2) And this my friends is what happens when Barron's writes a positive article about a small cap company. Yesterday I talked about a positive write-up that Barron's did on Reading International (RDI). Today the stock was up 15% at one point and has settled in at up around 11.5% right now. Here's what I said about RDI for anyone who may have missed it (it was in the comments section, not the main report):
Here's a new article about a stock that has been on my radar for quite some time. I went long Reading Internetional (RDI) in CAPS on the premise that value of its real estate assets was understated on its books back in October 2010. That's a long time to squeeze a 6% gain out of a stock...versus a 19.5% gain in the S&P 500.
This week's Barron's contains an interesting article about the company. The following quote should be enough to pique a special situation investor's interest:
Capstone Equities, a New York real-estate concern, pegged Reading's value at between $12 and $14 a share in a May 15 letter to Reading's board of directors. That's more than double Reading's stated book value of $5.44 a share, and Friday's closing stock price of $5.07.
Popcorn and Property
3) As some of you who have followed my posts may know, I am in the midst of a grand experiment of going long every single MLP IPO that I am aware of in CAPS under the premise that they outperform the market. There's a new one coming out this week before the annual IPO vacation called Hi-Crush Partners (HCLP). There is A LOT not to like about this one, including the company's lack of operating history, how its main product certainly seems to me as though it would lend itself to commoditization and how it caters to an industry (fracking) that to say the least could face tremendous political pressure in the future. Having said that, I'm sticking with my policy of giving the green thumb's up to MLP IPOs and will go long HCLP and its initial 9.5% yield when it is available here in CAPS.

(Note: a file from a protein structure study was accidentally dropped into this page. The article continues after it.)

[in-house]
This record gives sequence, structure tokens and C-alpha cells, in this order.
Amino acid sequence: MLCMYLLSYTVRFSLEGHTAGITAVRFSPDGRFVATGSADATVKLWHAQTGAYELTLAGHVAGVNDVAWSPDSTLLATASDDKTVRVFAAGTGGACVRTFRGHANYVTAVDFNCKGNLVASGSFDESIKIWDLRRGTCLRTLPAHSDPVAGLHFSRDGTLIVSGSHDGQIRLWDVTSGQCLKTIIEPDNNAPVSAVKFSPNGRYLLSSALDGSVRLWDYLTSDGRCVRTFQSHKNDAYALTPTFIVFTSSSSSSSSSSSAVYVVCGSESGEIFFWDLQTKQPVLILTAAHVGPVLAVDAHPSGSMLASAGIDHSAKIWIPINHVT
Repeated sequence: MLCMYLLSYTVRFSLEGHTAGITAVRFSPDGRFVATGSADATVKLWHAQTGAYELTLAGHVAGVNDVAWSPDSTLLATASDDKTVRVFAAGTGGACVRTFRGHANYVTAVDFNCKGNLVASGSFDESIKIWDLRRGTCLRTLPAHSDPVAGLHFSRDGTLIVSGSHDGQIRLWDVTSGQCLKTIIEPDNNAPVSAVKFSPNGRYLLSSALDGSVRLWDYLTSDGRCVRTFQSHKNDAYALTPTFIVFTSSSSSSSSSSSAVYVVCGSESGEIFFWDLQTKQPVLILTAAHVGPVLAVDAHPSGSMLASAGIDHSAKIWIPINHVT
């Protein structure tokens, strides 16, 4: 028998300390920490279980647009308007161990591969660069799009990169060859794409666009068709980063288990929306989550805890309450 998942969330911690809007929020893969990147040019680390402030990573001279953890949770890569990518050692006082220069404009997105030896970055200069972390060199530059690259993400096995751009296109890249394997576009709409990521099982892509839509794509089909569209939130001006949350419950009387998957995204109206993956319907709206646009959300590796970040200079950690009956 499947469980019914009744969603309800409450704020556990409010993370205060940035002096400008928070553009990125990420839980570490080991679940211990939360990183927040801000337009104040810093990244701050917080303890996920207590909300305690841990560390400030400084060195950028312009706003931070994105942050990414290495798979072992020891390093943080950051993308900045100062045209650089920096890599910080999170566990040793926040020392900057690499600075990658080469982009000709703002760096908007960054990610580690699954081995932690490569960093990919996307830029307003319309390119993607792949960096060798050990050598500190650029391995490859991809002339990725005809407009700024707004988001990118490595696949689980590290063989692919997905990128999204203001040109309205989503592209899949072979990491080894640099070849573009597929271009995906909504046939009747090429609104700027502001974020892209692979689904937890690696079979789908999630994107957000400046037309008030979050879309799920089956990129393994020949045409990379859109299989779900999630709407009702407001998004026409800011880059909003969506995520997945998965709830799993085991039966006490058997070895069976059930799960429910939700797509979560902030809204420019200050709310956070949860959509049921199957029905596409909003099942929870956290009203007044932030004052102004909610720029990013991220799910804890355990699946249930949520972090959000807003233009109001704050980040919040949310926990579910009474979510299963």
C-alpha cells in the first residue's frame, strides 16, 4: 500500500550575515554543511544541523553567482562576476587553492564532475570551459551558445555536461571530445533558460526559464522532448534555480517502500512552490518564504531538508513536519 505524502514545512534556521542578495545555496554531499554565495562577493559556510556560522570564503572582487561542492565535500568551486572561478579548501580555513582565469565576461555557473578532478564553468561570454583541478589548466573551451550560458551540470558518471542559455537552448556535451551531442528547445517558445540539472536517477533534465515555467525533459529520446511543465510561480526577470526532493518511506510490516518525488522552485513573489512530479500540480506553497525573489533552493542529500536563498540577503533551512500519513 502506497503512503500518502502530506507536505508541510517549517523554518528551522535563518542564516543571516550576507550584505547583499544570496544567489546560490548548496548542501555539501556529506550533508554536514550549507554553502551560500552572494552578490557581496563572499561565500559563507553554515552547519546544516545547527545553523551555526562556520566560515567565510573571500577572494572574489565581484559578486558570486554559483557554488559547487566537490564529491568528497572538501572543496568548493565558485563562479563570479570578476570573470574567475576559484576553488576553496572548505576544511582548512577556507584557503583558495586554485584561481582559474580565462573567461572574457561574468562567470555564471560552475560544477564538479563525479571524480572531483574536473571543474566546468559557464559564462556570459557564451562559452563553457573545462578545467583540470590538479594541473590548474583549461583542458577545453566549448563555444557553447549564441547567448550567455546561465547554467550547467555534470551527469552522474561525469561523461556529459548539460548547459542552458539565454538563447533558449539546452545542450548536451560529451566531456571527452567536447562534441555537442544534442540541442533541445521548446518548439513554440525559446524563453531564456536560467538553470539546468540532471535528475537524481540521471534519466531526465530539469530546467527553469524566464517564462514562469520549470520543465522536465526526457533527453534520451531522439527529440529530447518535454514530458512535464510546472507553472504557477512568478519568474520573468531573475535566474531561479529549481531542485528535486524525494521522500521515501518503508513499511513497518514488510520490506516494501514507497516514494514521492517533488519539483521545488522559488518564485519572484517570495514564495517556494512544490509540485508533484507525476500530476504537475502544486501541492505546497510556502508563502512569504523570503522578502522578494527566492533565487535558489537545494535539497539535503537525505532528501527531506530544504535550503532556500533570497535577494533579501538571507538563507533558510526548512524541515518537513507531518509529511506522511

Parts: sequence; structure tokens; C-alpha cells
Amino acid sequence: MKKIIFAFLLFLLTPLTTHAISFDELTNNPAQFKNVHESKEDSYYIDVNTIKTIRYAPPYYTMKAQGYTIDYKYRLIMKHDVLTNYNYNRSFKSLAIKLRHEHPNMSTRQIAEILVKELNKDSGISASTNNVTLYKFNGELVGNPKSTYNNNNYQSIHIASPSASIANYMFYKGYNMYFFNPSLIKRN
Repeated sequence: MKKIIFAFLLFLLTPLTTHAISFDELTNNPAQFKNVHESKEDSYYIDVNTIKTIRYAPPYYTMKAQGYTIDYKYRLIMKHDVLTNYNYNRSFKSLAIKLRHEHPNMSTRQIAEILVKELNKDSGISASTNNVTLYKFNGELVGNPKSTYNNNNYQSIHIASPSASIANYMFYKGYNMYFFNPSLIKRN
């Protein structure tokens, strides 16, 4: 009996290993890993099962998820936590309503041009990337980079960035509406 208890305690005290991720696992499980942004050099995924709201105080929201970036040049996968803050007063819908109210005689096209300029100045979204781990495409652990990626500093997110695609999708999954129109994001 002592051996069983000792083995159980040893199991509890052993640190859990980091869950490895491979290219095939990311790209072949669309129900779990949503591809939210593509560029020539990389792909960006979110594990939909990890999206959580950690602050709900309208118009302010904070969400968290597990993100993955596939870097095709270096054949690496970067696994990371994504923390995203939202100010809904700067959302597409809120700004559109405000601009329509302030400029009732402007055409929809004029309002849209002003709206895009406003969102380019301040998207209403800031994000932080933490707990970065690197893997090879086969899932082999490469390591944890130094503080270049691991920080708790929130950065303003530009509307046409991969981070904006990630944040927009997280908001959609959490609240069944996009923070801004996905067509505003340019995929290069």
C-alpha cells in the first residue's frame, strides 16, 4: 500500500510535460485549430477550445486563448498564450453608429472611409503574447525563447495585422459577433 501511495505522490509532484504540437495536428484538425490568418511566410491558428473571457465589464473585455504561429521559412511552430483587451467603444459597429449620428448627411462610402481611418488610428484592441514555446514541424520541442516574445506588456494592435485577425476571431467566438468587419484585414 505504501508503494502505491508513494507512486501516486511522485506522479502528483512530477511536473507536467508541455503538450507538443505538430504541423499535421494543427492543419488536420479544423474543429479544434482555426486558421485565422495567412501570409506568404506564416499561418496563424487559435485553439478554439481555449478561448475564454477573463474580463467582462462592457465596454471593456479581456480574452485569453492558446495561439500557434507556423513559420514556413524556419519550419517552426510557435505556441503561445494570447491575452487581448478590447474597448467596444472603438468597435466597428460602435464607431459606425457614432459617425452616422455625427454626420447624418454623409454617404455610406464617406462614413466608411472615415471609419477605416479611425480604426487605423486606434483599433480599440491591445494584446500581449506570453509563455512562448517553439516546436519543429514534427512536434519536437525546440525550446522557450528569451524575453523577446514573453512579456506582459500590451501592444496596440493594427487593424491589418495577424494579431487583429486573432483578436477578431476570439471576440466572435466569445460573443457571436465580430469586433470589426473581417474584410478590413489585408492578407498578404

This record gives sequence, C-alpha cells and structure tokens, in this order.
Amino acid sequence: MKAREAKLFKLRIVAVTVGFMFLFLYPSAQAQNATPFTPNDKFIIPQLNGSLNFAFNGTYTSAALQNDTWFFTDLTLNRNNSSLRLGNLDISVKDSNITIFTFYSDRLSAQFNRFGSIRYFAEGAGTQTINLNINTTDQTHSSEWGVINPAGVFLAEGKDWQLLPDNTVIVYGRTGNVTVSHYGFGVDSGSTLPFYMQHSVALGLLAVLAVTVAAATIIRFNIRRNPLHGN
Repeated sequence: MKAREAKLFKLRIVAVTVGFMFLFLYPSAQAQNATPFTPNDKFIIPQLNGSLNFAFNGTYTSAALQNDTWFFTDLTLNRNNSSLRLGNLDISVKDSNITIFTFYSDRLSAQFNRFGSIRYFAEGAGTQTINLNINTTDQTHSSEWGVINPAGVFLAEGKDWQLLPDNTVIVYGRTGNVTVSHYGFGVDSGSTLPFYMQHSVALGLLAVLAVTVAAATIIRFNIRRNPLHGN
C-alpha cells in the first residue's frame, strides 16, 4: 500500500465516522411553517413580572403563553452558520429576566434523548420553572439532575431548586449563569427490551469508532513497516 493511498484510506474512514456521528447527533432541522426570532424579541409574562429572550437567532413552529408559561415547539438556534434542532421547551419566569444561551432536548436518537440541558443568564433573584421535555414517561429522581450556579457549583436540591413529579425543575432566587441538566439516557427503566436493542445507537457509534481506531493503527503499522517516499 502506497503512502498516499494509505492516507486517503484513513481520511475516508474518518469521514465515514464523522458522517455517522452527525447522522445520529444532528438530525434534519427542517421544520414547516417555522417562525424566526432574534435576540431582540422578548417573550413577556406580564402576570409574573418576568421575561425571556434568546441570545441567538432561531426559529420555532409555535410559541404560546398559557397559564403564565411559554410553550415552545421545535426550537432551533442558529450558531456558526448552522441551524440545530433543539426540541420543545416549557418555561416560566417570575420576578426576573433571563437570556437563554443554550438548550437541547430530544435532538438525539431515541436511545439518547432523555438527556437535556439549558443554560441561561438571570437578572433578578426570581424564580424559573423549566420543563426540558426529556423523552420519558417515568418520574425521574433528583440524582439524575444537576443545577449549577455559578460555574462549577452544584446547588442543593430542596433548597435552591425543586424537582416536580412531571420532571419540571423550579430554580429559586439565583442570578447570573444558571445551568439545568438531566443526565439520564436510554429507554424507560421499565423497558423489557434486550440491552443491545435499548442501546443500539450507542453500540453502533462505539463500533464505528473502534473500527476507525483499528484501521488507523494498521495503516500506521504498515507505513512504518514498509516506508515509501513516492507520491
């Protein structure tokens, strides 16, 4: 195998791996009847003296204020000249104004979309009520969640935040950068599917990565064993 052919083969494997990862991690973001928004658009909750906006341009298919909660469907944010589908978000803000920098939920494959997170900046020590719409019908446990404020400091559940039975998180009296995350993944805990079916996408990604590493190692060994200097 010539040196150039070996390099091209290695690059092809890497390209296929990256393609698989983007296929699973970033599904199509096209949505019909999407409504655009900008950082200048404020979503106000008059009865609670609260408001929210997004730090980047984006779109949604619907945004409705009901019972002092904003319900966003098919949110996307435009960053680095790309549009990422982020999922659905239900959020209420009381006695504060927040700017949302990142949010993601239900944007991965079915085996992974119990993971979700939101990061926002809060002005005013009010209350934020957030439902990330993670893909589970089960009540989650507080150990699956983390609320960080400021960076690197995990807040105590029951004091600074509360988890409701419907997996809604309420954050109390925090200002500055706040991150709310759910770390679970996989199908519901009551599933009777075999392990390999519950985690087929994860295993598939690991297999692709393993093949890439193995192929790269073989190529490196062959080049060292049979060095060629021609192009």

Investing in Sand Before Kicking It
4) This isn't a link to an article, but a merger arb situation that I noticed. I usually do not play the merger arb game, it seems as though with all the hedge funds and cheap money out there today that these trades usually become way too crowded and the returns don't justify the risk. Having said that, Chicago Bridge and Iron's (CBI) acquisition of Shaw Group (SHAW) is an interesting one. I haven't looked too deeply into the specifics yet, but on the surface it appears as though CBI is paying $41/share in cash and an additional .12883 shares of CBI stock for each SHAW share. SHAW is currently trading at $40.40. The combined offer is currently $45.74 at today's CBI price. So if this is correct and the deal does eventually go through you're anyone who buys SHAW today is looking at a 13.2% gain. I'm sure that there's some regulatory risk which could either delay the deal lowering its annualized return or torpedo the thing entirely CBI's stock price could continue to erode, hurting a portion of the proceeds as well, but this is an interesting one. I suspect that we're looking at an annualized return of around 20% when all is said and done...not too shabby.
5) Here's a link to an interesting Bloomberg interview with one of my favorite investors to follow, Mario Gabelli. I've gotten a number of profitable investment ideas from him over the years. It's interesting, and refershing, to hear him talk about how he actively borrows ideas from other investors. I know that I certainly do. There's no bonus points for originality or difficulty in investing.
Mario Gabelli on Following Leaders Like Bill Ackman and John Malone
Well that's all the time that I have for now. Thanks for reading everyone and have a fantastic day!